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Dan Mackison

Joined: 18 Jan 2008

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PostPosted: Mon 26 Apr, 2010 1:52 pm    Post subject: Hilt Extension         Reply with quote

I seem to remember seeing, on some swords, a small triangular bit that extended up from the hilt onto the center of the blade. Does anybody know what that bit was called and what it was for? I guessed it was reinforcement to reduce stress on the point where the blade meets the tang.
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Peter Johnsson
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PostPosted: Tue 27 Apr, 2010 1:09 am    Post subject:         Reply with quote

Perhaps you are thinking about the eccusson that projects form the guard? It is like a small tongue that can be more or less triangular or stem like. It has nothing to do with reinforcing the blade and tang juncture. It is a decorative feature that may have (some times) some practical function in keeping the blade snugly centered in the scabbard.

The meeting of blade and tang is not such a weak point as it is often made out to be.
On many modern low quality blades the lack proper distal taper and bad heat treating procedures, do result in the base of the tang being both weakened and subject to increased stress. On period blades that are shaped so impact and bending stresses are effectively distributed over the length of the blade, there is in reality very little risk for the sword to fail at this point.
I think the idea that the base for the tang is a weak spot is something that carries over from knife making (where it may be true at times?) or possibly from re-enactment fighting where often very cheap swords are favored. When low price is top priority, compromises are made that perhaps should best be avoided.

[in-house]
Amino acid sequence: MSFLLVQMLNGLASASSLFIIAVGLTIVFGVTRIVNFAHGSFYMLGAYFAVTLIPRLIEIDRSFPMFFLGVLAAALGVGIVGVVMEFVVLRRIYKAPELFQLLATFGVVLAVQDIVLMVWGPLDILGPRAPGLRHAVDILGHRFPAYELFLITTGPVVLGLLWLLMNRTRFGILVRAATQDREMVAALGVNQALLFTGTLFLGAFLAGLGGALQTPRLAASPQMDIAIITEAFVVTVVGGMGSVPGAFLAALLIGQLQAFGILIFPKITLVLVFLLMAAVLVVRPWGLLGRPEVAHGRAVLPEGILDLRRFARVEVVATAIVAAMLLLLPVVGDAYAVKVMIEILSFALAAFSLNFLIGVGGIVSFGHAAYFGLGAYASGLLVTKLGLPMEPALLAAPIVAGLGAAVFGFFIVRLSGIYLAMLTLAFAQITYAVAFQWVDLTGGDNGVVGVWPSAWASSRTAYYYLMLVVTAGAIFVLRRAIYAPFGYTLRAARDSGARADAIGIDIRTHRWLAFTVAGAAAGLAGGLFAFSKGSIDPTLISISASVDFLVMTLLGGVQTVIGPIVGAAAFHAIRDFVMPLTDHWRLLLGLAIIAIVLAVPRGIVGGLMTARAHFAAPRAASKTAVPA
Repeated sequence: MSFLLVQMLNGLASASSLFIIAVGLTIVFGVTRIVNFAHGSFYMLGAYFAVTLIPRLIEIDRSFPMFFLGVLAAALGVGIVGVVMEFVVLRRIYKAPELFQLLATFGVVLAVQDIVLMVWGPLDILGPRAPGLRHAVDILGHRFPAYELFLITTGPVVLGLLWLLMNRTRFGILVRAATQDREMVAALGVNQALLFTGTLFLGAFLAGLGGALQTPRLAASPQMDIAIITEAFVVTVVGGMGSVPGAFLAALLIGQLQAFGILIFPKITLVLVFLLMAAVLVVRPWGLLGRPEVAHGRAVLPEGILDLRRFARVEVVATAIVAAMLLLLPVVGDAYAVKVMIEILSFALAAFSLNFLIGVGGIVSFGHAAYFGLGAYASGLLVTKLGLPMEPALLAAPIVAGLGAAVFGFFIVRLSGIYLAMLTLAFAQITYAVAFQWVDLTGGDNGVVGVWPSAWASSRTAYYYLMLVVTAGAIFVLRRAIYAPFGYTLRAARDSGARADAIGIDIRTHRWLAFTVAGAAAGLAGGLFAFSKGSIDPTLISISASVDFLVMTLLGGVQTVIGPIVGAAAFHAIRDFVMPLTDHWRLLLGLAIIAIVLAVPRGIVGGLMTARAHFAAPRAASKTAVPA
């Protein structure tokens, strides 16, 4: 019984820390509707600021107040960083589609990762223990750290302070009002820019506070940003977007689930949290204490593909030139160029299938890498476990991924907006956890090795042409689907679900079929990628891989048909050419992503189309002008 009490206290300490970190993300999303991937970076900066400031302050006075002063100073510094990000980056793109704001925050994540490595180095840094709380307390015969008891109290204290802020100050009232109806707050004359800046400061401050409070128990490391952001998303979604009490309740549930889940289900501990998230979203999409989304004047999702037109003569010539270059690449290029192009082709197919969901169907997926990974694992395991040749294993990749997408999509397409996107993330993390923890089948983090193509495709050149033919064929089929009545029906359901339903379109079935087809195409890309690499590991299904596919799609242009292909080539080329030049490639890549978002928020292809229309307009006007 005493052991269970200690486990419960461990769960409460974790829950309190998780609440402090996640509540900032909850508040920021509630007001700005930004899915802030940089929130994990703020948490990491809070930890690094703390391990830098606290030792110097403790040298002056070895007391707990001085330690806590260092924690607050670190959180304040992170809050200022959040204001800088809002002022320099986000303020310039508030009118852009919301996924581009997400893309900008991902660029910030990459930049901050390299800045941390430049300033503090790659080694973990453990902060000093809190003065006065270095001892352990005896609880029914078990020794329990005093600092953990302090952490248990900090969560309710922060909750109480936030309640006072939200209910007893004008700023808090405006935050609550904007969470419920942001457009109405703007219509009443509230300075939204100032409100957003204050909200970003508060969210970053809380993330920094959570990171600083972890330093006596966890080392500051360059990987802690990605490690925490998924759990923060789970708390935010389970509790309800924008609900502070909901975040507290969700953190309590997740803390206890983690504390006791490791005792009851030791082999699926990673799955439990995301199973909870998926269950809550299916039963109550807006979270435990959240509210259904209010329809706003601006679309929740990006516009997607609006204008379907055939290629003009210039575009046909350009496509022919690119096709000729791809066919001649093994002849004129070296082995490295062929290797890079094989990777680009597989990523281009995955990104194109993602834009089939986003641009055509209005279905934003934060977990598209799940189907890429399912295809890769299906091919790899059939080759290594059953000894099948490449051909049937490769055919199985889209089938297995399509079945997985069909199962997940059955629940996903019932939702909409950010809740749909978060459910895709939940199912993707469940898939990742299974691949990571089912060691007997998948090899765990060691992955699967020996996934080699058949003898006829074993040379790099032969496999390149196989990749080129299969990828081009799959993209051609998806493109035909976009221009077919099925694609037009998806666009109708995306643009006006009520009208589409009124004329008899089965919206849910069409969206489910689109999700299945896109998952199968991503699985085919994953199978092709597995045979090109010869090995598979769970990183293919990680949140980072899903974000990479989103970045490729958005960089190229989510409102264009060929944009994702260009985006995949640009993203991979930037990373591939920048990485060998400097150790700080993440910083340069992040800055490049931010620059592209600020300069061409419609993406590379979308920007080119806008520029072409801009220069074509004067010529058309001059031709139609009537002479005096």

Historical blades tend to break in the middle of the forte (strong part of the blade) or the middle of the foible (or weak part of the blade: some where in the outer third of the blade). This is perhaps most often a result of nicks in the edges creating breaking points.

Of all the swords Ive seen from bronze age to nearly modern times, I have seen very, very few , if any, that have failed at the base of the tang. I can remember seeing only one or two roman spathae that had riveted on tangs. This may not even be a result of their tangs breaking in the first place...

Some traditional Indian sword designs do have blade reinforcements, or stiffening plates and/or strips of steel riveted to very thin blades, as a means to mount them to the blade and help increase stiffness in the base of the blade. This is a unique design feature that swords from this part of the world shares. It is intentional and should not be seen as a way to help fix a a weak spot or correct a badly thought out design.
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Sean Flynt

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PostPosted: Tue 27 Apr, 2010 9:22 am    Post subject:         Reply with quote

On some later hilts (especially 17th c. "mortuary" types,) there are small langets that appear to serve the function of stability and keeping the blade aligned, and which are created by the piercing of the guard for the tang.

More on the subject here:


Author of the Little Hammer novel
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